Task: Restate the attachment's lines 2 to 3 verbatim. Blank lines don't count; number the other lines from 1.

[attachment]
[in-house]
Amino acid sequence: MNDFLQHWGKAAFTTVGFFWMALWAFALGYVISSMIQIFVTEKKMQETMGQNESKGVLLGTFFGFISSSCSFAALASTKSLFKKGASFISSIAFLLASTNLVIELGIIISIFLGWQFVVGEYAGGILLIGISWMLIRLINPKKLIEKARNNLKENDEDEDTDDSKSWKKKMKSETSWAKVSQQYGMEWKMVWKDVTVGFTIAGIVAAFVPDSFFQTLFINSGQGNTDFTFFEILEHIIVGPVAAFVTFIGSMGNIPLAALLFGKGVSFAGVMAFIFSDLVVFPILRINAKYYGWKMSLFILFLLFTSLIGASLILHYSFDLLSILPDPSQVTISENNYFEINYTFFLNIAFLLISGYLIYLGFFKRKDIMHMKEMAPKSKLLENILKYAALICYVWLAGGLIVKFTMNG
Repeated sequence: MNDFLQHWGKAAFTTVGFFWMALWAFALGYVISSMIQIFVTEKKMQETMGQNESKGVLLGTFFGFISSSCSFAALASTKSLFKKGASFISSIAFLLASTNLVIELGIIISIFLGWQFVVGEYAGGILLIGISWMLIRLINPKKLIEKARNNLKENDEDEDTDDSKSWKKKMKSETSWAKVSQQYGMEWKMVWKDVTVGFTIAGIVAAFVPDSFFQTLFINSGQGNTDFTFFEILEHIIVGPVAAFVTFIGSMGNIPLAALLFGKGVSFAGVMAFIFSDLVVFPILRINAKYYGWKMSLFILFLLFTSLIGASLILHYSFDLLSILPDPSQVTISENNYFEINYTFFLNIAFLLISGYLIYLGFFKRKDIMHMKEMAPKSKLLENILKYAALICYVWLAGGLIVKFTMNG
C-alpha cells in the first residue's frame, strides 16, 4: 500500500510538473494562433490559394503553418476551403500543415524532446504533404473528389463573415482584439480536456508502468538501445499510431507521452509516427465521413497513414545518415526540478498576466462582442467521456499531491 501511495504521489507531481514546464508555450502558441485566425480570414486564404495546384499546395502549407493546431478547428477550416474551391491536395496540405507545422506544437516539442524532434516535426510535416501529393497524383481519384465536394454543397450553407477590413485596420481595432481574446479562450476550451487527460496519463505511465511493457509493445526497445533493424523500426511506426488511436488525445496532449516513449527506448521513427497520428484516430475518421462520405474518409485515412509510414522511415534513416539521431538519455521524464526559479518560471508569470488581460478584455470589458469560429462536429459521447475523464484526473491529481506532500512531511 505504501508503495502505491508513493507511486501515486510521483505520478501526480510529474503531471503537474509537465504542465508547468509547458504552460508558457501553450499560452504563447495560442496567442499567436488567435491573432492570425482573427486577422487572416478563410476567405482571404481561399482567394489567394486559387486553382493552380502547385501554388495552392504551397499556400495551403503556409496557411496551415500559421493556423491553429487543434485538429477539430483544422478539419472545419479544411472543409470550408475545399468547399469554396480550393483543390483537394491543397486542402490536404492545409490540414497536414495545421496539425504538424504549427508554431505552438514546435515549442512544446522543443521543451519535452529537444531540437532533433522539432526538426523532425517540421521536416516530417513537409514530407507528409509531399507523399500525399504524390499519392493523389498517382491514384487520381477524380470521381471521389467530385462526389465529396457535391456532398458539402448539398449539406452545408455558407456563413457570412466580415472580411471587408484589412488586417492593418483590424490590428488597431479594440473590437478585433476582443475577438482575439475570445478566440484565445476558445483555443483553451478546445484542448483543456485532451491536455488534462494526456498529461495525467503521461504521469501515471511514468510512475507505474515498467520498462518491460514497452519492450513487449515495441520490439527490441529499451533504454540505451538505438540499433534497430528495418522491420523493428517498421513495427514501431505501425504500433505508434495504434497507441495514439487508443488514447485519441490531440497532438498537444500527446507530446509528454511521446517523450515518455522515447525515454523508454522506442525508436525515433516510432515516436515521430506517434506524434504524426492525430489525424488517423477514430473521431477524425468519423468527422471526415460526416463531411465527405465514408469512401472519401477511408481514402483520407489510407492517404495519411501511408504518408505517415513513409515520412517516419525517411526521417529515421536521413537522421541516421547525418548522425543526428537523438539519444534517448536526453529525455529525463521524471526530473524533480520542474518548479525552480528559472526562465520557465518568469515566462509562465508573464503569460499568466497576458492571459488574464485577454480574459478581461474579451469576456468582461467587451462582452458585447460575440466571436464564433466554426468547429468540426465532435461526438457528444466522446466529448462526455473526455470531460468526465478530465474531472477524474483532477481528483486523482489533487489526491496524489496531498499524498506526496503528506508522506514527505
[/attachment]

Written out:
Amino acid sequence: MNDFLQHWGKAAFTTVGFFWMALWAFALGYVISSMIQIFVTEKKMQETMGQNESKGVLLGTFFGFISSSCSFAALASTKSLFKKGASFISSIAFLLASTNLVIELGIIISIFLGWQFVVGEYAGGILLIGISWMLIRLINPKKLIEKARNNLKENDEDEDTDDSKSWKKKMKSETSWAKVSQQYGMEWKMVWKDVTVGFTIAGIVAAFVPDSFFQTLFINSGQGNTDFTFFEILEHIIVGPVAAFVTFIGSMGNIPLAALLFGKGVSFAGVMAFIFSDLVVFPILRINAKYYGWKMSLFILFLLFTSLIGASLILHYSFDLLSILPDPSQVTISENNYFEINYTFFLNIAFLLISGYLIYLGFFKRKDIMHMKEMAPKSKLLENILKYAALICYVWLAGGLIVKFTMNG
Repeated sequence: MNDFLQHWGKAAFTTVGFFWMALWAFALGYVISSMIQIFVTEKKMQETMGQNESKGVLLGTFFGFISSSCSFAALASTKSLFKKGASFISSIAFLLASTNLVIELGIIISIFLGWQFVVGEYAGGILLIGISWMLIRLINPKKLIEKARNNLKENDEDEDTDDSKSWKKKMKSETSWAKVSQQYGMEWKMVWKDVTVGFTIAGIVAAFVPDSFFQTLFINSGQGNTDFTFFEILEHIIVGPVAAFVTFIGSMGNIPLAALLFGKGVSFAGVMAFIFSDLVVFPILRINAKYYGWKMSLFILFLLFTSLIGASLILHYSFDLLSILPDPSQVTISENNYFEINYTFFLNIAFLLISGYLIYLGFFKRKDIMHMKEMAPKSKLLENILKYAALICYVWLAGGLIVKFTMNG